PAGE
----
One of the most memorable demonstrations of an American contradiction was demonstrated by Frederick Douglass ,when he addressed six hundred people at the invitation of the Rochester Ladies Anti-Slavery Society in New York’s Corinthian Hall. Douglass sought the answer to the question “What to the slave is your Fourth of July?” Douglass said that to the African Americans the Fourth of July was “a day that reveals to him [the slave], more than all other days in the year, the gross injustice and cruelty to which he is the constant victim” (Douglass 183). Douglass charged that America fell short of its ideals for allowing and permitting a freedom-loving nation to provide a platform for some citizens to benefit from the oppression of their fellow countrymen. According to the Constitution, July 4th should be a reminder that all Americans are equal and thus celebrated as such. July 4th highlights Liberty and equality and society should wake up to the contradiction of celebrating independence while a section of the population is discriminated on.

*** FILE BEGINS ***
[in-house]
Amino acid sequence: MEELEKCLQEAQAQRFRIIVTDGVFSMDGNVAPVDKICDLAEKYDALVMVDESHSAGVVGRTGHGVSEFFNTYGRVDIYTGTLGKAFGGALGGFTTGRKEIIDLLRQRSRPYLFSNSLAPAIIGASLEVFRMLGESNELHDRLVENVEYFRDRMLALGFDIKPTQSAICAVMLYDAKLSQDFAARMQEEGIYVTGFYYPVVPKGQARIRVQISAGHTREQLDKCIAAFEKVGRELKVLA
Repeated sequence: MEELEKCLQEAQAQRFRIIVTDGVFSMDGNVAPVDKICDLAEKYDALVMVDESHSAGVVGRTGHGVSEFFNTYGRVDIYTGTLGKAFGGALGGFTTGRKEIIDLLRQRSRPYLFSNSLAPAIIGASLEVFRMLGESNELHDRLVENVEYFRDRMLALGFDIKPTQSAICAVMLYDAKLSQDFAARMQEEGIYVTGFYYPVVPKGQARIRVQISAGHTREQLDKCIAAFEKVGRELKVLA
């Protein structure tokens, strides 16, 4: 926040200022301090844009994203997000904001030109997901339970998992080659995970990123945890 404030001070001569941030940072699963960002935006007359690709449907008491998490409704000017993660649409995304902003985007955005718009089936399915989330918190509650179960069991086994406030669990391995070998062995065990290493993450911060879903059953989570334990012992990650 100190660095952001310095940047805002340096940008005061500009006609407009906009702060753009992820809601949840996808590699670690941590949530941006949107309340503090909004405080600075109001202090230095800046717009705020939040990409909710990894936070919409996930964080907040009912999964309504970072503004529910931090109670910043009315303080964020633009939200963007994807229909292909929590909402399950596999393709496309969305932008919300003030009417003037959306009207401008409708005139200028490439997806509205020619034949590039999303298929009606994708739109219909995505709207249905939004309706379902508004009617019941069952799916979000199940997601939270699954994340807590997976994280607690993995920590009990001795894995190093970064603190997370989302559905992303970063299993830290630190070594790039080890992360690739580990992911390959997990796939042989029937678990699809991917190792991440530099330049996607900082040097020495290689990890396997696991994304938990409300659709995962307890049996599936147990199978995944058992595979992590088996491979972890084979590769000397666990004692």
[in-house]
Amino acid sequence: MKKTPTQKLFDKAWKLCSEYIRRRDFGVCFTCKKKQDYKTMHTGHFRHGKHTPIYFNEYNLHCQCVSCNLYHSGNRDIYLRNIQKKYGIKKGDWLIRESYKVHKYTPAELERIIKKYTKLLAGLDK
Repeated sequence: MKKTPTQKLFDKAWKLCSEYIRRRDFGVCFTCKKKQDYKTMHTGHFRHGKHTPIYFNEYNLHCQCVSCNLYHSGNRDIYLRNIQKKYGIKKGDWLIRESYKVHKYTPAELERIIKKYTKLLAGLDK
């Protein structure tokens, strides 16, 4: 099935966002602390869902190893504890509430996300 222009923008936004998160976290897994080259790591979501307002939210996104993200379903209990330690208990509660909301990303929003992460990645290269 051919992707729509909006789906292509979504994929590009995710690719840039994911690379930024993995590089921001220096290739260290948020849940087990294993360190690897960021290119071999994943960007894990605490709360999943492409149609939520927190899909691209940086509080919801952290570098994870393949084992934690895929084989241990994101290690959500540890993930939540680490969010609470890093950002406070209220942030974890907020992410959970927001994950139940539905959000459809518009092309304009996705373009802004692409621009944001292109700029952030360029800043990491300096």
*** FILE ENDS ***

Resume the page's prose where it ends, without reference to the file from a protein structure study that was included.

Those who drafted the first ideals in the constitution were socialized to believe that slavery and oppression of the Africans and African Americans was a normal way of life. There were also racial assumptions and prejudices of the subsequent legislatures who made amendments and ratified the initial draft of the constitution. For example, even after the declaration of the 1776 “equality” of all people, the Bill of Rights written after that did not protect the free black population from laws that deprived them of a majority of the rights enumerated in the first ten amendments to the Constitution (Douglass 185). The nation that was adopted after independence continued to propagate the original characteristics of slavery and oppression. In retrospect, society would have gained optimal results had there been proper labor laws that abolished restrictive rule and offered motivational pay to African Americans. Such laws would have prevented events such as the civil war and the great depression and fastened the growth of America (Horton).